Anticipating The Perfect Storm of Impossible Events
February 20th, 2012 By: Rich Miller
Jesse Robbins is a trained fireman. He also has managed some of the world’s largest Internet infrastructures. Robbins says the lessons of fire readiness can be applied to building reliable systems.
“You cannot learn the lessons of failure without experiencing it,” said Robbins, the co-founder and Chief Community Office at Opscode. “That’s why we do fire drills.”
In a keynote at last week’s Cloud Connect conference, Robbins said that resiliency is a function of culture, as well as engineering. That’s can be difficult message for IT operations team that view downtime as an enemy to be avoided at all costs – the Voldemort (“He Who Must Not be Named!”) of the data center.
“Failure happens,” said Robbins. “You just have to design for it. Every organizaton must learn that this is going to occur.”
Robbins, who earned the moniker “The Master of Disaster” during his time on the infrastructure team at Amazon, points to incident reports as evidence of the prevailing sentiment about outages.
“If you search for ‘outage post-mortem’ on the Internet, what you find is people talking about how crazy and impossible the outage was,” he said. “It is always a perfect storm of impossible events. ‘We could never have known that there was this one latency defect.’ ”
The way to prevail is to assume that this type of hard-to-predict defect will eventually materialize and discover it, rather than being surprised when it reveals itself in a crisis. One way to accomplish this is “resilience engineering” featuring fault injection – introducing unexpected events to see how the system responds. The most famous example of this is the Chaos Monkey used by the Netflix engineering team.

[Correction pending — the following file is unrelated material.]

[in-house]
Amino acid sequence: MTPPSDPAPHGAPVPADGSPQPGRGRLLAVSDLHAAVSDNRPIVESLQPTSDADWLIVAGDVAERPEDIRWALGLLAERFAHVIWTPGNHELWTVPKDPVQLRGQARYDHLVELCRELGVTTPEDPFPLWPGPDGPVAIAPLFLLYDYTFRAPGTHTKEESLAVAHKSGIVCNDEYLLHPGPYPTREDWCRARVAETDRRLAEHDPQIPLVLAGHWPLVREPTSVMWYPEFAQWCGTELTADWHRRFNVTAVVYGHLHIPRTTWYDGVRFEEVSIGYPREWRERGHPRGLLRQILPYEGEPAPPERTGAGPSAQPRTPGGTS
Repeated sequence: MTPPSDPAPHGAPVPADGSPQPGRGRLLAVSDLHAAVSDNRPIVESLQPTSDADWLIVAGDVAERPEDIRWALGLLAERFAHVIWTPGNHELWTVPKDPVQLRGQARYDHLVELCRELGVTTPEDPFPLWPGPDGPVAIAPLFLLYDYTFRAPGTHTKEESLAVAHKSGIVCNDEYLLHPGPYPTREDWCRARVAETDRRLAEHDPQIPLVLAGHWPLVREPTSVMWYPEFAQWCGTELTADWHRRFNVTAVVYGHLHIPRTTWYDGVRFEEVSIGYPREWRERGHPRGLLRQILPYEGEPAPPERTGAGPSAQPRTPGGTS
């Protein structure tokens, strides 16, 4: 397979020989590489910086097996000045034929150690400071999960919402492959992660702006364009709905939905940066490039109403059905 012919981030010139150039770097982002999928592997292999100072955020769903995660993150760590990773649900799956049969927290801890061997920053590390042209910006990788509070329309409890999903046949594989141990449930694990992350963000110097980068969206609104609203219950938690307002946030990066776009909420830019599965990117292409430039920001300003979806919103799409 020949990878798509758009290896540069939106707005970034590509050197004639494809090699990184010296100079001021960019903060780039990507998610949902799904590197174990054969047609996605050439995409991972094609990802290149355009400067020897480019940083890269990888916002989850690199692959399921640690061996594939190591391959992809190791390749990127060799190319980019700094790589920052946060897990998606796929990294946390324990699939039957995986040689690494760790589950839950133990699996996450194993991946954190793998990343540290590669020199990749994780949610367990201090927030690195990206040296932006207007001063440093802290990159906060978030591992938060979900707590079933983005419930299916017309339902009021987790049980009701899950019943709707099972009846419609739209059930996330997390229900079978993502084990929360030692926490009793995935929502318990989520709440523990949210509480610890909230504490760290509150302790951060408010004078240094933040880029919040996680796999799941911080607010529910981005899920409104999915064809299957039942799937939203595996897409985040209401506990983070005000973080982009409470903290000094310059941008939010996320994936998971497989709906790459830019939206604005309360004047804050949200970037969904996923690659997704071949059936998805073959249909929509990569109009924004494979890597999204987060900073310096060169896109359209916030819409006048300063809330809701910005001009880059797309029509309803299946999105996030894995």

People: The Key Link in Resiliency
Robbins uses a similar approach, called GameDay, to help teams “create resiliency through destruction.”
“It’s a function of people first, then technology,” he said. “We depend on services that should never fail. These exercises cause people to prepare. You build confidence in your responsibility to respond to failure. This is the difference between companies that succeed at scale on the web and those that don’t.
Automation is a critical component of engineering for resiliency, said Robbins. Opscode makes configuration management software that allows organizations to automate large portions of their infrastructure.
“We have a bunch of manual processes which we need to automate,” said Robbins. “This is really the future.”
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